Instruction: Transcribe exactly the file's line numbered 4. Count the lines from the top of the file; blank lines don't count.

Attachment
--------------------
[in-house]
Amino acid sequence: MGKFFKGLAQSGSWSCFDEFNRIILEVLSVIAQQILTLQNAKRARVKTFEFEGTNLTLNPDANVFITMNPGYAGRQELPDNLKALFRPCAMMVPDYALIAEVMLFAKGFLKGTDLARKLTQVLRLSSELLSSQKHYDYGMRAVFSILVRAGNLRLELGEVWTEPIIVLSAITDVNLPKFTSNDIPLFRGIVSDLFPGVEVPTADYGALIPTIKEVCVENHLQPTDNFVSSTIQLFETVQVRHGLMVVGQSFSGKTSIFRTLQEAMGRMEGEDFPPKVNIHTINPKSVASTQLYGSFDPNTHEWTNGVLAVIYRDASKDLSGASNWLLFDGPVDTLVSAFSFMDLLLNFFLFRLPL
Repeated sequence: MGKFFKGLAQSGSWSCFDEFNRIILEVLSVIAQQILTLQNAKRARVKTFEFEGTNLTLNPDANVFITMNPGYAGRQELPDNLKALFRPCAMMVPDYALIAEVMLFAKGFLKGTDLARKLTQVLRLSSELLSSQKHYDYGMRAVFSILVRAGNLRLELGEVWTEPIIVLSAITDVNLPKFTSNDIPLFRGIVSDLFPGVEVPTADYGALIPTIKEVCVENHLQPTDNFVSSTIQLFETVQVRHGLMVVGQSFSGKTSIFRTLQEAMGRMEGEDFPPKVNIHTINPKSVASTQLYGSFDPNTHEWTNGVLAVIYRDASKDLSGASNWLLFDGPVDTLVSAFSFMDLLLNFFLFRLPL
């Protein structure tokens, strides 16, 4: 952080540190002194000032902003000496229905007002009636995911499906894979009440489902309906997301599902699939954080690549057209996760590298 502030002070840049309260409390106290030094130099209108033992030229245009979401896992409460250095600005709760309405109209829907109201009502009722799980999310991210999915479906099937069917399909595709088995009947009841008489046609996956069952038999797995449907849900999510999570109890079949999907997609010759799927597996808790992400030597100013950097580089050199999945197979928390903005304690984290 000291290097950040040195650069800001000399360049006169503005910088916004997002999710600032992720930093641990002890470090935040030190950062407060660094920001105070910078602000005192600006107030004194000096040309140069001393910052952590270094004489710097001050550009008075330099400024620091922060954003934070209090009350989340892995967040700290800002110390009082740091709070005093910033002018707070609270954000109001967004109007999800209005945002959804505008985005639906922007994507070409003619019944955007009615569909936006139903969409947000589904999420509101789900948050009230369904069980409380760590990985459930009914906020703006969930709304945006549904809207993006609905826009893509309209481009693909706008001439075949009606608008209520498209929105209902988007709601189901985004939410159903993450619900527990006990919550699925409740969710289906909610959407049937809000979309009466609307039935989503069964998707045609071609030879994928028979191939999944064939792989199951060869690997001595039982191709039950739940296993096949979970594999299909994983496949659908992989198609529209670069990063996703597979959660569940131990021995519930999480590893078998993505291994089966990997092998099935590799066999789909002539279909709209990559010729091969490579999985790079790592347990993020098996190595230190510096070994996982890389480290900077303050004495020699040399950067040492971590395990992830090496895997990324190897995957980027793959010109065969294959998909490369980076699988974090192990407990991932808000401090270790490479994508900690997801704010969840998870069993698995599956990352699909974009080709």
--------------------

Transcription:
């Protein structure tokens, strides 16, 4: 952080540190002194000032902003000496229905007002009636995911499906894979009440489902309906997301599902699939954080690549057209996760590298 502030002070840049309260409390106290030094130099209108033992030229245009979401896992409460250095600005709760309405109209829907109201009502009722799980999310991210999915479906099937069917399909595709088995009947009841008489046609996956069952038999797995449907849900999510999570109890079949999907997609010759799927597996808790992400030597100013950097580089050199999945197979928390903005304690984290 000291290097950040040195650069800001000399360049006169503005910088916004997002999710600032992720930093641990002890470090935040030190950062407060660094920001105070910078602000005192600006107030004194000096040309140069001393910052952590270094004489710097001050550009008075330099400024620091922060954003934070209090009350989340892995967040700290800002110390009082740091709070005093910033002018707070609270954000109001967004109007999800209005945002959804505008985005639906922007994507070409003619019944955007009615569909936006139903969409947000589904999420509101789900948050009230369904069980409380760590990985459930009914906020703006969930709304945006549904809207993006609905826009893509309209481009693909706008001439075949009606608008209520498209929105209902988007709601189901985004939410159903993450619900527990006990919550699925409740969710289906909610959407049937809000979309009466609307039935989503069964998707045609071609030879994928028979191939999944064939792989199951060869690997001595039982191709039950739940296993096949979970594999299909994983496949659908992989198609529209670069990063996703597979959660569940131990021995519930999480590893078998993505291994089966990997092998099935590799066999789909002539279909709209990559010729091969490579999985790079790592347990993020098996190595230190510096070994996982890389480290900077303050004495020699040399950067040492971590395990992830090496895997990324190897995957980027793959010109065969294959998909490369980076699988974090192990407990991932808000401090270790490479994508900690997801704010969840998870069993698995599956990352699909974009080709």